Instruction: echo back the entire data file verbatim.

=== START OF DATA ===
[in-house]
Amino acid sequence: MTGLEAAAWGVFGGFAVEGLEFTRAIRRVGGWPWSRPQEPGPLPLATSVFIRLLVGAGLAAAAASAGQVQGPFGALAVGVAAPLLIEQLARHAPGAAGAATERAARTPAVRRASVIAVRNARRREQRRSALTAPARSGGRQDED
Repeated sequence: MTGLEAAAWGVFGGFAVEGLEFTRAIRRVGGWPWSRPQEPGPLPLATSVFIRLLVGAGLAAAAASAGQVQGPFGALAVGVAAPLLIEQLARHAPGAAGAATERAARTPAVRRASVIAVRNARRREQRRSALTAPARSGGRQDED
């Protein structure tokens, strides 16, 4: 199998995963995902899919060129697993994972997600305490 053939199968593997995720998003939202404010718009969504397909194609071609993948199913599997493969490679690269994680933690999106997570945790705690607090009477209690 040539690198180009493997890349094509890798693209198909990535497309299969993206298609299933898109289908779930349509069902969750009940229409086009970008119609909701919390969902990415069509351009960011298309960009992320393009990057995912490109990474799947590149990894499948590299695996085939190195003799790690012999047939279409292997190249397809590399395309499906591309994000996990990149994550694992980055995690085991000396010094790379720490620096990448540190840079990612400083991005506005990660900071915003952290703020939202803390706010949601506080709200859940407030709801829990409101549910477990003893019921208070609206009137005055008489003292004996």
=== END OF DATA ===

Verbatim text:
[in-house]
Amino acid sequence: MTGLEAAAWGVFGGFAVEGLEFTRAIRRVGGWPWSRPQEPGPLPLATSVFIRLLVGAGLAAAAASAGQVQGPFGALAVGVAAPLLIEQLARHAPGAAGAATERAARTPAVRRASVIAVRNARRREQRRSALTAPARSGGRQDED
Repeated sequence: MTGLEAAAWGVFGGFAVEGLEFTRAIRRVGGWPWSRPQEPGPLPLATSVFIRLLVGAGLAAAAASAGQVQGPFGALAVGVAAPLLIEQLARHAPGAAGAATERAARTPAVRRASVIAVRNARRREQRRSALTAPARSGGRQDED
């Protein structure tokens, strides 16, 4: 199998995963995902899919060129697993994972997600305490 053939199968593997995720998003939202404010718009969504397909194609071609993948199913599997493969490679690269994680933690999106997570945790705690607090009477209690 040539690198180009493997890349094509890798693209198909990535497309299969993206298609299933898109289908779930349509069902969750009940229409086009970008119609909701919390969902990415069509351009960011298309960009992320393009990057995912490109990474799947590149990894499948590299695996085939190195003799790690012999047939279409292997190249397809590399395309499906591309994000996990990149994550694992980055995690085991000396010094790379720490620096990448540190840079990612400083991005506005990660900071915003952290703020939202803390706010949601506080709200859940407030709801829990409101549910477990003893019921208070609206009137005055008489003292004996």